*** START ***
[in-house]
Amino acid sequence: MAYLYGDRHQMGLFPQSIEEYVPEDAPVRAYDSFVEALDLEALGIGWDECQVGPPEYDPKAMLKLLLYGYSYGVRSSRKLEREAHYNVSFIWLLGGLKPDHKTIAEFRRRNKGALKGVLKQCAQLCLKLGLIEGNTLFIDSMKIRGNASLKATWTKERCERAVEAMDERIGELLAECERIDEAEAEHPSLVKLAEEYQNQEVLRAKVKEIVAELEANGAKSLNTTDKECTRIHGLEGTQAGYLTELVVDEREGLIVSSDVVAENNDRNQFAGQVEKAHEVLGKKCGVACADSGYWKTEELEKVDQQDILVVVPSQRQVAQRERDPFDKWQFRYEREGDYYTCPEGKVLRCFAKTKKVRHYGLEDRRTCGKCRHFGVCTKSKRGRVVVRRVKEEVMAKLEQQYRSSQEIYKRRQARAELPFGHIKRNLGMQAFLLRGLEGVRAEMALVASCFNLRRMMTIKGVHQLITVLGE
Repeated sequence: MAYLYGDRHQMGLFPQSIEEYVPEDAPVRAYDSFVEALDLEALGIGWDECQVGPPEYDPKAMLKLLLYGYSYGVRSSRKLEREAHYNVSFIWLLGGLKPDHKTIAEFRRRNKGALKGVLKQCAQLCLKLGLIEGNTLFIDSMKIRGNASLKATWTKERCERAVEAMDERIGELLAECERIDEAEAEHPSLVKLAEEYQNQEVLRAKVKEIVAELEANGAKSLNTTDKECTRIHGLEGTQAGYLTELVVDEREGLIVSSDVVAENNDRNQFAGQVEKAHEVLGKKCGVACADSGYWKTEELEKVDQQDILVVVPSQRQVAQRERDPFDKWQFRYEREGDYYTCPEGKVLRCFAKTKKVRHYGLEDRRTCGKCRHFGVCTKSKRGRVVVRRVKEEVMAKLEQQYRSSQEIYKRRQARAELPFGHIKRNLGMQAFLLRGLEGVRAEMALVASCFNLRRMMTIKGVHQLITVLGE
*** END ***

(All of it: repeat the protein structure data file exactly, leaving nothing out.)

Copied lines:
[in-house]
Amino acid sequence: MAYLYGDRHQMGLFPQSIEEYVPEDAPVRAYDSFVEALDLEALGIGWDECQVGPPEYDPKAMLKLLLYGYSYGVRSSRKLEREAHYNVSFIWLLGGLKPDHKTIAEFRRRNKGALKGVLKQCAQLCLKLGLIEGNTLFIDSMKIRGNASLKATWTKERCERAVEAMDERIGELLAECERIDEAEAEHPSLVKLAEEYQNQEVLRAKVKEIVAELEANGAKSLNTTDKECTRIHGLEGTQAGYLTELVVDEREGLIVSSDVVAENNDRNQFAGQVEKAHEVLGKKCGVACADSGYWKTEELEKVDQQDILVVVPSQRQVAQRERDPFDKWQFRYEREGDYYTCPEGKVLRCFAKTKKVRHYGLEDRRTCGKCRHFGVCTKSKRGRVVVRRVKEEVMAKLEQQYRSSQEIYKRRQARAELPFGHIKRNLGMQAFLLRGLEGVRAEMALVASCFNLRRMMTIKGVHQLITVLGE
Repeated sequence: MAYLYGDRHQMGLFPQSIEEYVPEDAPVRAYDSFVEALDLEALGIGWDECQVGPPEYDPKAMLKLLLYGYSYGVRSSRKLEREAHYNVSFIWLLGGLKPDHKTIAEFRRRNKGALKGVLKQCAQLCLKLGLIEGNTLFIDSMKIRGNASLKATWTKERCERAVEAMDERIGELLAECERIDEAEAEHPSLVKLAEEYQNQEVLRAKVKEIVAELEANGAKSLNTTDKECTRIHGLEGTQAGYLTELVVDEREGLIVSSDVVAENNDRNQFAGQVEKAHEVLGKKCGVACADSGYWKTEELEKVDQQDILVVVPSQRQVAQRERDPFDKWQFRYEREGDYYTCPEGKVLRCFAKTKKVRHYGLEDRRTCGKCRHFGVCTKSKRGRVVVRRVKEEVMAKLEQQYRSSQEIYKRRQARAELPFGHIKRNLGMQAFLLRGLEGVRAEMALVASCFNLRRMMTIKGVHQLITVLGE